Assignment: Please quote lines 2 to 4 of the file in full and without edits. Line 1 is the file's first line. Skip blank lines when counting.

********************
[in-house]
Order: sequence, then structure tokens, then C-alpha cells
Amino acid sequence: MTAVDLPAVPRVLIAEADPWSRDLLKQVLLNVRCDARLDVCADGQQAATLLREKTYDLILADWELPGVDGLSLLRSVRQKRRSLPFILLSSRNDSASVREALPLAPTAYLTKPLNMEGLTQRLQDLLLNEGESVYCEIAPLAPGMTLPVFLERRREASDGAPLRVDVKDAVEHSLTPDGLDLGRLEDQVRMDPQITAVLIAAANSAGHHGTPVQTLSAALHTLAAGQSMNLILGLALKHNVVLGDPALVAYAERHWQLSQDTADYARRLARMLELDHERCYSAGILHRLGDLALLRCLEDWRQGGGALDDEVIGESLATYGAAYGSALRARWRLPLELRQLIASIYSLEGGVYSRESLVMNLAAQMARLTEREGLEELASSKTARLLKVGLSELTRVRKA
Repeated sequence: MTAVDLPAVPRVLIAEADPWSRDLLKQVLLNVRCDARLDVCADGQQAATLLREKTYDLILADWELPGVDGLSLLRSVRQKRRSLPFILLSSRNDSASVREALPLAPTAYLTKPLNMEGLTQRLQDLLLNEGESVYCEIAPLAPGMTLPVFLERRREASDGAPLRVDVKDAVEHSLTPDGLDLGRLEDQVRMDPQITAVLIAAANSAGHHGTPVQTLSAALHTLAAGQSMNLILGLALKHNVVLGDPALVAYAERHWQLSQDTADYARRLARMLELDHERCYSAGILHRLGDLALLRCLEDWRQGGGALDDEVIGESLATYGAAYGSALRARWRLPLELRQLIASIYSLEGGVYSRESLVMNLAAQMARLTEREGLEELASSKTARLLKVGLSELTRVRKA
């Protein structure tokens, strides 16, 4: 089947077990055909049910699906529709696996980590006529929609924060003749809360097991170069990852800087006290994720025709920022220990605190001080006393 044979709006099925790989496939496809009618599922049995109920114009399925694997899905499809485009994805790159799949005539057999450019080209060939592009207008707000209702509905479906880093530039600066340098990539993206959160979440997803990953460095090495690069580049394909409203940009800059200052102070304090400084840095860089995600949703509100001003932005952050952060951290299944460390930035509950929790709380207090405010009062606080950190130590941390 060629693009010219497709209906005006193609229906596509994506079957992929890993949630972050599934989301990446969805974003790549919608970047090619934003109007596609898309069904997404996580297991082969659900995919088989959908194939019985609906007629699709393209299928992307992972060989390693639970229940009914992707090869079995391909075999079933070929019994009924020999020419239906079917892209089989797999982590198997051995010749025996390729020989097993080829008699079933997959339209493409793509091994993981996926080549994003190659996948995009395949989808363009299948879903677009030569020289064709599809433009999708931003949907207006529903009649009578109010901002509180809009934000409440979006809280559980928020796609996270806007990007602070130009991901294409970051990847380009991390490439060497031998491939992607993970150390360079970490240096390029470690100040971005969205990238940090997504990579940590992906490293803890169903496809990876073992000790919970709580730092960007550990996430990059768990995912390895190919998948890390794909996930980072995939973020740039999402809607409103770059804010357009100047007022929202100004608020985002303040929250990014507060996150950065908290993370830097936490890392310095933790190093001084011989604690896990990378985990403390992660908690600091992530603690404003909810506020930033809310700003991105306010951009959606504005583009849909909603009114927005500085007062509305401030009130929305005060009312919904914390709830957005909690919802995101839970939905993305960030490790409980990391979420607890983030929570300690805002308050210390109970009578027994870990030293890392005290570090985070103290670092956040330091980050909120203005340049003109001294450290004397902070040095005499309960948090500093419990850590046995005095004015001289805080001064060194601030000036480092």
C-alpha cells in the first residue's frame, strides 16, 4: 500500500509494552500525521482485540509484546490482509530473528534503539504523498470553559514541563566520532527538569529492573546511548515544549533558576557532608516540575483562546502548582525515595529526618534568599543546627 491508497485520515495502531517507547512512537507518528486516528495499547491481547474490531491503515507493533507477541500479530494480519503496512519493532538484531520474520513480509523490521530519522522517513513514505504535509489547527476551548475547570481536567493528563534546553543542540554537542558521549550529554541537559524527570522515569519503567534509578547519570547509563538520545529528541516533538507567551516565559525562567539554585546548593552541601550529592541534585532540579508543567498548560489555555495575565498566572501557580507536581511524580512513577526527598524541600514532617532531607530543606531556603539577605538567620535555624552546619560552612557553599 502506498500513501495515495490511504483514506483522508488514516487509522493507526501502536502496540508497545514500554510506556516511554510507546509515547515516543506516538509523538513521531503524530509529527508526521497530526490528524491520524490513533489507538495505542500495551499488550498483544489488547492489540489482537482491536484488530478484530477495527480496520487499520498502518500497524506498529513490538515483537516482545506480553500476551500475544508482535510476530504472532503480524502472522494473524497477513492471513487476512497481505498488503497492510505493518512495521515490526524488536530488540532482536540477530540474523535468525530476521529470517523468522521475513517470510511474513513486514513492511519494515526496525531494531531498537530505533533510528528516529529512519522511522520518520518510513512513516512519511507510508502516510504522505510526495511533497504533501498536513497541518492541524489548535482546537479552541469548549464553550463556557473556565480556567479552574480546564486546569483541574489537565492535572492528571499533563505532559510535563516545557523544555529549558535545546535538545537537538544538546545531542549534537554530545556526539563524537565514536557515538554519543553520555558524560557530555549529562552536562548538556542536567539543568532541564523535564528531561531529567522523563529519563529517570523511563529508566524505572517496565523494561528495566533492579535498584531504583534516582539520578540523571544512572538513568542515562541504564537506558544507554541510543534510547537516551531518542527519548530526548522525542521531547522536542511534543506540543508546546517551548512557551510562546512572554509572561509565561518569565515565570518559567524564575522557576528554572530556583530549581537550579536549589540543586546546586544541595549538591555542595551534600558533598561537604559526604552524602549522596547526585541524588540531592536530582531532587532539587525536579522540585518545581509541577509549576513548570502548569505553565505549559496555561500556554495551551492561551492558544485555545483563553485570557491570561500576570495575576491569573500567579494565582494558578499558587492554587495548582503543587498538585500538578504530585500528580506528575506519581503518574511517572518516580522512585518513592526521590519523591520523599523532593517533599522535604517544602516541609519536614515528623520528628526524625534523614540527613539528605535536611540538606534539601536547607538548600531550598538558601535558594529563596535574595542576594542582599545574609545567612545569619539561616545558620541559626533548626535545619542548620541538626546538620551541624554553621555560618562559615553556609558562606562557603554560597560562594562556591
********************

Order: sequence, then structure tokens, then C-alpha cells
Amino acid sequence: MTAVDLPAVPRVLIAEADPWSRDLLKQVLLNVRCDARLDVCADGQQAATLLREKTYDLILADWELPGVDGLSLLRSVRQKRRSLPFILLSSRNDSASVREALPLAPTAYLTKPLNMEGLTQRLQDLLLNEGESVYCEIAPLAPGMTLPVFLERRREASDGAPLRVDVKDAVEHSLTPDGLDLGRLEDQVRMDPQITAVLIAAANSAGHHGTPVQTLSAALHTLAAGQSMNLILGLALKHNVVLGDPALVAYAERHWQLSQDTADYARRLARMLELDHERCYSAGILHRLGDLALLRCLEDWRQGGGALDDEVIGESLATYGAAYGSALRARWRLPLELRQLIASIYSLEGGVYSRESLVMNLAAQMARLTEREGLEELASSKTARLLKVGLSELTRVRKA
Repeated sequence: MTAVDLPAVPRVLIAEADPWSRDLLKQVLLNVRCDARLDVCADGQQAATLLREKTYDLILADWELPGVDGLSLLRSVRQKRRSLPFILLSSRNDSASVREALPLAPTAYLTKPLNMEGLTQRLQDLLLNEGESVYCEIAPLAPGMTLPVFLERRREASDGAPLRVDVKDAVEHSLTPDGLDLGRLEDQVRMDPQITAVLIAAANSAGHHGTPVQTLSAALHTLAAGQSMNLILGLALKHNVVLGDPALVAYAERHWQLSQDTADYARRLARMLELDHERCYSAGILHRLGDLALLRCLEDWRQGGGALDDEVIGESLATYGAAYGSALRARWRLPLELRQLIASIYSLEGGVYSRESLVMNLAAQMARLTEREGLEELASSKTARLLKVGLSELTRVRKA